Editor’s Eye: Family matters

Jon Marmor, Columns MagazineMy father was an organic chemist. He loved to cook, but he also treated it like a science experiment. Everything had to be exact. I remember him retyping recipes into the computer, and he always changed the word “directions” to “procedure.” If he were making a dish with 40 ingredients, and he lacked 1/8th of a teaspoon of something, he’d declare that he couldn’t make the dish. If he couldn’t follow the directions precisely as written, it was a no-no.

On the other hand, I like to wing it in the kitchen. That was just one reason how it was obvious to him I didn’t inherit his science genes. I remember wanting to be an architect when I was young, until I found out you had to learn math and physics.

It’s holiday time, and that always brings back memories. Like how anti-tradition my family was. We were just as likely to mark Thanksgiving with liver and onions as turkey. Things were totally different with my in-laws. One Thanksgiving at about 5 p.m. they discovered that they forgot to take the turkey out of the freezer. My father-in-law, a physicist, said no problem, just put it in the microwave for an hour. Sixty minutes later, a rubbery, white, dripping slice of turkey was placed on my plate. I took a bite, trying to be a good sport and a good son-in-law, but I had to dash to the bathroom, and it was years before I would go near turkey again.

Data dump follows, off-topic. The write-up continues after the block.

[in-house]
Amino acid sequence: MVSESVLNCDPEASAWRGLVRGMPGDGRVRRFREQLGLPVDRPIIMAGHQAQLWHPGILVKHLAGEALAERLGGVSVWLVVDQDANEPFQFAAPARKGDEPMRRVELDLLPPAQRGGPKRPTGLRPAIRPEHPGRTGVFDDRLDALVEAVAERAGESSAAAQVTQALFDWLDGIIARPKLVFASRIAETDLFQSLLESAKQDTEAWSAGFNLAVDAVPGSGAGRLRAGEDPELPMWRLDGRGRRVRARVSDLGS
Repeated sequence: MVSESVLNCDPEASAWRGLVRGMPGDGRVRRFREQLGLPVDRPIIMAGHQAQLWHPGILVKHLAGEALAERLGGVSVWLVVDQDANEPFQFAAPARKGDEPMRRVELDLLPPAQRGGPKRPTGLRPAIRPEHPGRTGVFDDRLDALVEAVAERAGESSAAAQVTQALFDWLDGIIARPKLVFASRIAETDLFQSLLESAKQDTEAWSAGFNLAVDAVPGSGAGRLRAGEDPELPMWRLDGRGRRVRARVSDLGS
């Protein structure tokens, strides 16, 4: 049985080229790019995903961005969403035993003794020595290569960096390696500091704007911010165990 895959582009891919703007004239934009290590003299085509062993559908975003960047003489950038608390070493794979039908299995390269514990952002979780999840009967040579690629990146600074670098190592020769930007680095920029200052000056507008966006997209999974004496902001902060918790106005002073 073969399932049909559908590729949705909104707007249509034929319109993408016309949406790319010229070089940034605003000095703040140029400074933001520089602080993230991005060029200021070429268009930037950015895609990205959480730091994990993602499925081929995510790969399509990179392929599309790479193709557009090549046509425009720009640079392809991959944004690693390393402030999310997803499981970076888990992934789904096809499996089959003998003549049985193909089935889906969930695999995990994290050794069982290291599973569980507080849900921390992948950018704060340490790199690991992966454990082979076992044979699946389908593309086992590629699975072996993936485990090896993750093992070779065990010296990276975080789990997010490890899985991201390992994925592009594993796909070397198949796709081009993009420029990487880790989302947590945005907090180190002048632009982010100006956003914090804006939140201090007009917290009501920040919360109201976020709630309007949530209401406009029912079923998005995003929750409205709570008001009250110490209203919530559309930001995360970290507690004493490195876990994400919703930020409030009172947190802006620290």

After that dinner, we retired to the living room to play one of our favorite games, Password, where my mother-in-law employed her creativity by using clues like “chocolatish.” I will never forget that. Or the word she was trying to get me to say: mocha.

I get goose bumps recalling these memories this time of year. Or pondering the future, as my oldest daughter will be going off to college in the fall. I remember taking her on the train to Portland to visit her grandparents when she was about three years old. When the conductor announced over the PA system that we were arriving in Tacoma, she stood up on her seat, and yelled, “Daddy, is that the aroma of Tacoma?” That busted up everyone within earshot.

We head into a new year with lots of uncertainty around us. Will the economy ever recover? Will the state Legislature fund the UW the way it should? Will the Huskies get back to the Rose Bowl soon? One thing we know: we are all in this together.